Sunday, November 13, 2011

The Best Ending Ever



Last Sunday, it was what kind of endings we liked best.

But this Sunday, right to the point, what are some of the best endings in books? James Hynes' NEXT dropped me on the floor not long ago. It was literally out of the blue. But I know as many people who hated it as liked it.

And I will never forget the satisfaction that came at the end of A PLACE OF EXECUTION by Val McDermid.

Inevitable, satisfying, and a bit of surprise--that's what I liked in these two.

What's your favorite ending to a book?

26 comments:

George said...

I love the ending of A. S. Byatt's POSSESSION. When I was a kid, the ending to I, THE JURY floored me. It was pretty powerful for a 12-year-old.

Margot Kinberg said...

I'll throw in a vote for the ending of Agatha Christie's The Murder of Roger Ackroyd. Brilliant!

pattinase (abbott) said...

Speaking of kids, some of the best endings are in kids' books. Tom's Midnight Garden sticks with me.

Deb said...

The ending of Henry James's THE TURN OF THE SCREW. No matter how many times I read it, I'm always floored by (SPOILER) Miles's death.

Charles Gramlich said...

hum, good question. I've been reading a lot of short stories lately so the ending of the story may have a different feel than the ending of the book as a whole. Silence of the Lambs and Misery have pretty good endings.

Anonymous said...

A PLACE OF EXECUTION is one of my favorite books, so obviously I'd agree with you there.

Otherwise, I need to think a while.

Jeff M.

Chris Rhatigan said...

A TURN OF THE SCREW is a very good one. I also love love love the twist in ENDER'S GAME.

Anonymous said...

Here's one: A HELL OF A WOMAN by Jim Thompson. My review at the time was "a hell of an ending."

Jeff M.

Cullen Gallagher said...

I'm with Jeff. A HELL OF A WOMAN has a truly unforgettable ending. One of Thompson's finest moments as a stylist and a storyteller.

Elmore Leonard's FORTY LASHES LESS ONE also has a terrific ending. No one has ridden off into the sunset like that before!

le0pard13 said...

'L.A. Requiem' by Robert Crais (a close second would be his 'The Forgotten Man').

pattinase (abbott) said...

Every time I pick a topic like this, I realize how many books lie unread on my shelves.

Dave Zeltserman said...

Hell of a Woman is a good one. Savage Night and The Getaway, also by Jim Thompson, better ones IMHO. Hard to beat Double Indemnity for noir endings-chilling ending. The Name of the Game is Death by Dan Marlowe also terrific. Non noir, 1984 by Orwell and Something Happened by Joseph Heller are exceptional.

pattinase (abbott) said...

I don't remember many endings sadly. I just remember characters that I liked or were interesting. The ones I do remember are often ones made into movies--like DI.

Dave Zeltserman said...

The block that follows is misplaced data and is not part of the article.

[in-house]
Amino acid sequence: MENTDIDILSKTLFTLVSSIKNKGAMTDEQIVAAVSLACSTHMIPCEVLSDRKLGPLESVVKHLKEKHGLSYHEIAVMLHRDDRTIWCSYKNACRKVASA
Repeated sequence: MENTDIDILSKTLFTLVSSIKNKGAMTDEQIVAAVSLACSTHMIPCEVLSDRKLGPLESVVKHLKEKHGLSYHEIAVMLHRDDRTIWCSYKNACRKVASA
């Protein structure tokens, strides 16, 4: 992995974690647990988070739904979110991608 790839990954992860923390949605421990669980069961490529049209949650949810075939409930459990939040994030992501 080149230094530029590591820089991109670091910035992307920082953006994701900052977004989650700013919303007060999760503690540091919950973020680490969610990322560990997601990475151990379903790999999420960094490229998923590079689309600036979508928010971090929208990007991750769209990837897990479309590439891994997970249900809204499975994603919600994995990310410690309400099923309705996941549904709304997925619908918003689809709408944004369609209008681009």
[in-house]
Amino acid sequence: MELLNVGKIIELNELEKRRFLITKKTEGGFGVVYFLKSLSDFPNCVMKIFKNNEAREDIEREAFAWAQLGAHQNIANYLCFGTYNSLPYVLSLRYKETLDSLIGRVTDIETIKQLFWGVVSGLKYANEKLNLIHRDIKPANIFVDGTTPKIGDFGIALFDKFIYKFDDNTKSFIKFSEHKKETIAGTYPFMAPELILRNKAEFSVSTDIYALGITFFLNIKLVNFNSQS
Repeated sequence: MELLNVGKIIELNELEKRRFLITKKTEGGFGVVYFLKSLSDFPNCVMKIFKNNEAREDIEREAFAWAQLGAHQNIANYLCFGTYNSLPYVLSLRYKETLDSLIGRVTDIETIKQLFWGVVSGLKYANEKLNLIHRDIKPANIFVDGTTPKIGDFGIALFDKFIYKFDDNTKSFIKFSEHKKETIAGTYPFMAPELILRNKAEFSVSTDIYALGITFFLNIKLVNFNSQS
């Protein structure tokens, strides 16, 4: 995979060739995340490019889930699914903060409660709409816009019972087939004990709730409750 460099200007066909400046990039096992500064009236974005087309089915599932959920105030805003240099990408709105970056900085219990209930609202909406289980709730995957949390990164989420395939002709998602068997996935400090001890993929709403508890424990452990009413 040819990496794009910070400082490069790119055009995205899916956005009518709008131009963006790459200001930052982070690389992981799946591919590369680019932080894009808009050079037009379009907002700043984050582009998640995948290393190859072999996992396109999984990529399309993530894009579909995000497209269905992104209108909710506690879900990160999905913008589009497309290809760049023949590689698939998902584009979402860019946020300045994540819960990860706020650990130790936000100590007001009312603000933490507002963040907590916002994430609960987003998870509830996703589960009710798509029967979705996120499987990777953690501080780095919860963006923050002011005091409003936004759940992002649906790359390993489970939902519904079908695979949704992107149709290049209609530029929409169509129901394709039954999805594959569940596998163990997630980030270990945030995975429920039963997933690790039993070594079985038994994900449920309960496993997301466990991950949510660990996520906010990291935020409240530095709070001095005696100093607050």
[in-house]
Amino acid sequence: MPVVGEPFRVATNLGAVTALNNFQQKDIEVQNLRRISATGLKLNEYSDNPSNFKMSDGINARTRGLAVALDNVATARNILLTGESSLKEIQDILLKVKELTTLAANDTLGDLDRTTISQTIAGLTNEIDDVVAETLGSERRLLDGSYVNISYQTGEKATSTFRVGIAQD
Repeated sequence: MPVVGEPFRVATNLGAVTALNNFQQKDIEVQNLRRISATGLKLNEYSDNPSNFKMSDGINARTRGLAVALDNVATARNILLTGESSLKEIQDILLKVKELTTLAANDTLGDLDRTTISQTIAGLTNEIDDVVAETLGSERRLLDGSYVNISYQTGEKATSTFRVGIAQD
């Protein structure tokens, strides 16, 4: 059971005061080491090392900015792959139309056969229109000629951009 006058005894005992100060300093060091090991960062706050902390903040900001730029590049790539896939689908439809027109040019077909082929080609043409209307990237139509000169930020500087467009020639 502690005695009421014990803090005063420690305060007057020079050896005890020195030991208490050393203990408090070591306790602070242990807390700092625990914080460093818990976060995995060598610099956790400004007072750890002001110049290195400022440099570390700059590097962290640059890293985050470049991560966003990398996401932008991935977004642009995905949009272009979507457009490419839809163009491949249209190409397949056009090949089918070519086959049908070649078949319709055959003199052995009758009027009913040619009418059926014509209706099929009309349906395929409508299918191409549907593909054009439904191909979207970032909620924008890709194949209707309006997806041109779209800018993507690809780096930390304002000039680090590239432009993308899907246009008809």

Patti, the book and movie endings of Double Indemnity are completely different. The book's ending is much more chilling, and would still be even if they used the movie's original ending.

pattinase (abbott) said...

Now I have to read the book again.

Did they change THE POSTMAN ALWAYS RINGS TWICE too.

Dave Zeltserman said...

No, the John Garfield Postman was very faithful to the book, and most of Double Indemnity is also faithful, but the book's ending would've been difficult back then. The Steve McQueen version of The Getaway is also faithful up until the end when they tack on a relatively happy ending to replace the hellish apocalyptic ending of the book, which to be fair, would've been near impossible to film.

Todd Mason said...

Except that the McQueen/Peckinpah version revels in the degradation.

Orwell always good for an ending...certainly ANIMAL FARM rivals 1984.

Evelyn Waugh's THE LOVED ONE. The end of Robert Bloch's NIGHT-WORLD was oddly affecting to me, given how relatively terse it is...I was young, and it promised that Such Things Will Continue, which was certainly sobering.

pattinase (abbott) said...

Big endings seem required in fantasy and SF. Maybe less so in other books.

karabekirus said...

The Long Kill by Reginald Hill has a great cinematographic ending. Alas, cannot say more...

pattinase (abbott) said...

Just read and loved ON BEULAH HEIGHTS so I am tempted.

Todd Mason said...

Eh, not really. Only the Orwells among my books are fantasy or sf (one each), while Bloch's NIGHT-WORLD is one of his last medium-to-hardboiled noir/suspense novels (the last, aside from the PSYCHO sequels, I think), and of course THE LOVED ONE is a pretty savage but unfantasticated satire.

Meanwhile, much of the best of fantastic-literature novels have rather subtle endings, ranging from most of Jack Vance's work to most of Joanna Russ's to Fritz Leiber's to folks ranging from Carol Emshwiller to Kurt Vonnegut. End with a bang is no more common than the bang in the middle or the beginning, I'd suggest.

Prashant C. Trikannad said...

I agree with you, Patti. I don't remember endings either. For the moment, though, I'll go with THE MAYOR OF CASTERBRIDGE where the fate of Michael Henchard is sealed the minute he auctions off his wife and daughter. He dies a lone death in the end.

pattinase (abbott) said...

If I remember correctly JUDE THE OBSCURE did not end well either. Hardy was brutal.

Prashant C. Trikannad said...

I'm halfway through JUDE... and am lovin' it.

Brian Lindenmuth said...

The ending of Four Corners of Night is one of the best I've encountered.

Another favorite book of mine, Set This House in Order by Matt Ruff, has a reveal near the end that I consider to be the greatest reveal of all time.

pattinase (abbott) said...

Loved Four Corners. I think I have that Ruff book around somewhere. Or maybe another one by him.